Ariel Fan ’10 Receives 2021 Young Alumni Rising Star Award

If you knew Ariel Fan ’10 at Webb, you wouldn’t be surprised to hear that she is now dedicated to sustainability and making the world eco-friendlier.

“Anyone who went to Webb with me may know me for getting Kleenex banned on campus,” she said.

Why would Fan head such a crusade? At the time, Kleenex was using clear-cutting techniques on ancient forests to produce its products. And that wasn’t OK with Fan.

“I have always been passionate about environmental advocacy.”

While at Webb, Fan founded “Project Earth,” a group dedicated to beach cleanups, making an eco-friendlier campus and collecting plastic bags for recycling around campus. She also worked with Greenpeace helping with advocacy campaigns.

“I felt like at Webb you were encouraged to be who you are and seek out leadership, whether it be clubs, sports or theater. If you have your own idea, you can find supporters to make it happen,” Fan said.

For Fan, this was just the start of her career in environmental advocacy. While studying in New York at Barnard College of Columbia University, Fan fell in love with making buildings more energy efficient. She worked with several environmental groups, including New York City’s Housing Authority, to boost the energy efficiency of their low-income housing projects.

Fan continued her work when she returned to California.

“We have to do something about our emissions across the world. There are so many public funds available to companies and cities to reduce carbon. You just have to know where to find them. So I built a company that makes that process easy,” Fan said.

This specialization led Fan to earn the 2015 Southern California Edison Energy Partner of the Year Award. Because of her knowledge of where to get the public funds, Fan was able to capture the most incentives for public funding for green buildings of any Southern California Edison customer.

“I knew there was a gap there on making the funding equitable for all, and I wanted to do something to make an impact,” Fan said.

In 2016, Fan created her own company, GreenWealth Energy Partners, and her first hire was Webb alumnus and classmate Edman Urias ’10. GreenWealth is California’s first woman and minority-woman owned electric vehicle charging company.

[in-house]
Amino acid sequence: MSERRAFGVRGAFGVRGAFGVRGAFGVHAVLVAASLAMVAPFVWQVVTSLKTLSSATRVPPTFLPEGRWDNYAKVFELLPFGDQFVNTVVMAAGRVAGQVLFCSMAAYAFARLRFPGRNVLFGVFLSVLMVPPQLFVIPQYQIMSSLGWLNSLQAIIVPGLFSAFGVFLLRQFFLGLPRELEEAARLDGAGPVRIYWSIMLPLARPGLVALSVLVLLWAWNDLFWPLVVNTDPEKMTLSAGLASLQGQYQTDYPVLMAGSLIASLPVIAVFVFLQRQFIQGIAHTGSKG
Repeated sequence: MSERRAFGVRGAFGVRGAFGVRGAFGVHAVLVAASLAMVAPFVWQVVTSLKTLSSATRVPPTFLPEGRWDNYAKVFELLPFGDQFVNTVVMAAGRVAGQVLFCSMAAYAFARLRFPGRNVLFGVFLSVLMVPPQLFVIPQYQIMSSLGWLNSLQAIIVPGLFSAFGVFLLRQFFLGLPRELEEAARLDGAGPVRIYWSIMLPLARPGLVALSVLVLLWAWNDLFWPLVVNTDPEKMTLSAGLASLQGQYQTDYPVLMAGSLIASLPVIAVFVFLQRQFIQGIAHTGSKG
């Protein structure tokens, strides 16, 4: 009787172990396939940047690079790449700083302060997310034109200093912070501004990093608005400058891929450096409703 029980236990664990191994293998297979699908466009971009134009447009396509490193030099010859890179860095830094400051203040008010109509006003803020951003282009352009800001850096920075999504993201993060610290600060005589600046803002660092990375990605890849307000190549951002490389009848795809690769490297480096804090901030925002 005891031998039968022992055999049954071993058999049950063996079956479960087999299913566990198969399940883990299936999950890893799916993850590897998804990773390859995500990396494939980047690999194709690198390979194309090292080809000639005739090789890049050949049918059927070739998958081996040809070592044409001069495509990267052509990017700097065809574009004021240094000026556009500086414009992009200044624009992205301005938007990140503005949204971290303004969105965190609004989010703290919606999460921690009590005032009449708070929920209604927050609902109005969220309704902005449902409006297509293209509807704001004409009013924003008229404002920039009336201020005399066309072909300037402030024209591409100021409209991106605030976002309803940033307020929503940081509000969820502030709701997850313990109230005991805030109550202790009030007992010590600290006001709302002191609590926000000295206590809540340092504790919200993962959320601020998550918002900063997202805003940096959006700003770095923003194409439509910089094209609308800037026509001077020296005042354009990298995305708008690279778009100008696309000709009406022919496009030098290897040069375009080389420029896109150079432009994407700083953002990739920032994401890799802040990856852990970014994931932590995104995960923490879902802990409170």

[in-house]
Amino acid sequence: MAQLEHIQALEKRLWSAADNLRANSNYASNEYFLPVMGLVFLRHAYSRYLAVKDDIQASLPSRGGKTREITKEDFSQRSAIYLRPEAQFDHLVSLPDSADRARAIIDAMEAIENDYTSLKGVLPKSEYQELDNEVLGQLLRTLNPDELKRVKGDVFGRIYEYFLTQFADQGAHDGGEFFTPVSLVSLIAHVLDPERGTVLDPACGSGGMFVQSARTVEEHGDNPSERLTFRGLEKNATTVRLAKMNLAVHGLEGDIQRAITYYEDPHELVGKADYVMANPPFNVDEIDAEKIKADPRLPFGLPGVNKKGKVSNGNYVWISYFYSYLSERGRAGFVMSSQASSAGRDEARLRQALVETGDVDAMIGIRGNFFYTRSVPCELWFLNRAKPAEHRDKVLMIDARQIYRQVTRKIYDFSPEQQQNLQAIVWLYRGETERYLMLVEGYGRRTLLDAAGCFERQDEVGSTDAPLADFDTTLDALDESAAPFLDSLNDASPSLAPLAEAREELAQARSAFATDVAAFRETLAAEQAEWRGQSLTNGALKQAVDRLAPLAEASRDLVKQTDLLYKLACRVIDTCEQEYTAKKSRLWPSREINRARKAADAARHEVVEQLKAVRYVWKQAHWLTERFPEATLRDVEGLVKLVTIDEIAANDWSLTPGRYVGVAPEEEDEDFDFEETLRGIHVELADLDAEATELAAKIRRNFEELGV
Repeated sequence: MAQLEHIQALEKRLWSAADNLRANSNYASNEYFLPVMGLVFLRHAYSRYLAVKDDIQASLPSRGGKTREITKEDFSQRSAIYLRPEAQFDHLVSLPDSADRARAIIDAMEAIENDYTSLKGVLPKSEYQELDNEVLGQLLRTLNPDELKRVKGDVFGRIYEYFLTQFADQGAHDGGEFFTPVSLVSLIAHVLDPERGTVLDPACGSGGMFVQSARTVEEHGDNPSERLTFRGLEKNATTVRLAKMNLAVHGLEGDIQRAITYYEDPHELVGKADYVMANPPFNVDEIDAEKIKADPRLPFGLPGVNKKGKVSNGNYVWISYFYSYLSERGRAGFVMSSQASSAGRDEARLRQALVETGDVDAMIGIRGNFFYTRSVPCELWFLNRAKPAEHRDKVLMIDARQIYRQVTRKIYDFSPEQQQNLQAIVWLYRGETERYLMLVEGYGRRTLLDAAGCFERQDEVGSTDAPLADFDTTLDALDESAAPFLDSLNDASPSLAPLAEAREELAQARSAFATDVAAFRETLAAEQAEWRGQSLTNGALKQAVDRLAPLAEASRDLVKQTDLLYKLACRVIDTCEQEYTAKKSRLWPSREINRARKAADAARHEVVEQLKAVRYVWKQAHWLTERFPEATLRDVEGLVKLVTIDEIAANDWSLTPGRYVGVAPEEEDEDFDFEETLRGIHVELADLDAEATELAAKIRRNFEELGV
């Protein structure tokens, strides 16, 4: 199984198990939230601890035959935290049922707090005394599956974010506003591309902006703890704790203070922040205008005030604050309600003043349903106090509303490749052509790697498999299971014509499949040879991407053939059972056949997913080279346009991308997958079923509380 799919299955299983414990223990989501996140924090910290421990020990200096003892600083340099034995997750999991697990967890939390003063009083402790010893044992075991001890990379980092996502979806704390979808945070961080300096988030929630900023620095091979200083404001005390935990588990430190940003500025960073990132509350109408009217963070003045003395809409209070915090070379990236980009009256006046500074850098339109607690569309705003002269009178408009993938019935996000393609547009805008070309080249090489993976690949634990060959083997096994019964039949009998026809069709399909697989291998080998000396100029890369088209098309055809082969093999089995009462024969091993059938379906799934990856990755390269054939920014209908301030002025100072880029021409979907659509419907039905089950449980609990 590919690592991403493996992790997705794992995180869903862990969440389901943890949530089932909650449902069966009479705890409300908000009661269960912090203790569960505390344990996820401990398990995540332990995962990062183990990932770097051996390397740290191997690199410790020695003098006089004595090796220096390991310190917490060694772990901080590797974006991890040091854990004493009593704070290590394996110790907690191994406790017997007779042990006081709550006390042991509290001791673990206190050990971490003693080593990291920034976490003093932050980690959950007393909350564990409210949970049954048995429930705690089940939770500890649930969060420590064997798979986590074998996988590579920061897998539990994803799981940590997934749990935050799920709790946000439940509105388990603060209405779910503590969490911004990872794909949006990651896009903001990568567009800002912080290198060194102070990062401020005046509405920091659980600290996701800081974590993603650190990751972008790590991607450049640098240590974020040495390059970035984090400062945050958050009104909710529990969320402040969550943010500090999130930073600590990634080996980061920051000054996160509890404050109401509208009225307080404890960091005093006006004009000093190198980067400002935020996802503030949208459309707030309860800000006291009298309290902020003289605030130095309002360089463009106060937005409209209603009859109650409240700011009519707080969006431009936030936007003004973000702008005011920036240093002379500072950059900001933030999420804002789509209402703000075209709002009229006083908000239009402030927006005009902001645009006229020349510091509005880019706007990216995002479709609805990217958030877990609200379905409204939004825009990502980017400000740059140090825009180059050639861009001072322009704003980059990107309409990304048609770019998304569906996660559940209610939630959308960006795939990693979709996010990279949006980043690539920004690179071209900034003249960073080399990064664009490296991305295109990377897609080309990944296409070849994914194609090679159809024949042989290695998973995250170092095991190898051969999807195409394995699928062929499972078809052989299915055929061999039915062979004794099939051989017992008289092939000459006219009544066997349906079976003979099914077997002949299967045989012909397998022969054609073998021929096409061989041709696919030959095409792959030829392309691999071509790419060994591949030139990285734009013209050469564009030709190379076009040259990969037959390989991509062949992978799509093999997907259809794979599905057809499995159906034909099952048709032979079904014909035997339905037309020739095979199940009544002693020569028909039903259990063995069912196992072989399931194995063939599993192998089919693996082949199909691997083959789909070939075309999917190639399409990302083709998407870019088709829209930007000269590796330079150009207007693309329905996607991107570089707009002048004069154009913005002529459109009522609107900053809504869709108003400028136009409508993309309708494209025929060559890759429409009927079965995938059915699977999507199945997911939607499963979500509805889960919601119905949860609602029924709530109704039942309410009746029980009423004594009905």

The team started by focusing on LED lighting and green buildings and shifted in 2019 to designing and building electric vehicle charging systems that are grant-funded and financeable for building owners and operators. While their focus started in California, the company is raising venture funds to expand its EV charging infrastructure services to the entire United States.

“We have always known that electric vehicles are the future… and now with the $7.5B infrastructure  bill, that future has arrived so much sooner than the government and private sector are prepared for,” Fan said.

With California planning to ban the production and sales of gas-powered vehicles by 2026, and the City of Los Angeles looking to create a 100% zero-emissions fleet by 2030, Fan sees the opportunity for growth and, mostly, necessity.

Fan is proud of her company’s work with Southern California’s largest building operators, securing clients such as the City of Los Angeles, Disney and SoCalGas.

“It’s incredible to arrive here as a company that has been bootstrapped during the pandemic; we made it through with grit and hustle. It was very tough, and to emerge with the same team and secure a major government contract over the next three years, we can now ensure high-paying jobs for people who have been with us over that time,” Fan said.

Now a company of 12 employees, GreenWealth is heading for more government contracts and expansion.

Fan credits Webb for helping her to develop her character – an element she says is critical to her success.

“To have a community that uplifts character is huge. You bring that into your profession, and you can do things that are bigger and beyond yourself. As an adult, you now realize you grew up to be the same leader that you did as a kid,” Fan said. “Very early on, Webb taught me to be brave. If you go after your own thing, you will find supporters and peers.”

The Young Alumni Rising Star Award recognizes recent alumni of the past 15 years who have used their success to bring good to the world, demonstrated exceptional achievements in their chosen field, and have shown an affinity for Webb. Without a doubt, Fan has posted exceptional achievements in her busy career, and yet you can still find her volunteering her time on the Alumni Council, speaking with students and attending Webb events.

Fan’s advice to Webb students: Try things.

“I would say the biggest thing is experiment. Meaning, if you’re interested in something give it a try. Life is a long journey, there’s time for everything, but at the same time, you don’t know what’s going to happen tomorrow, you need to try today. Experiences matter. Approach things with an open mind,” she said.

We are proud to present Ariel Fan ’10 with the 2021 Young Alumni Rising Star Award. Congratulations, Ariel!

Nominations are open for the 2022 Alumni Awards. Submit your nominations by June 30. Nominate someone here.

June 16, 2022

14:19 PM PDT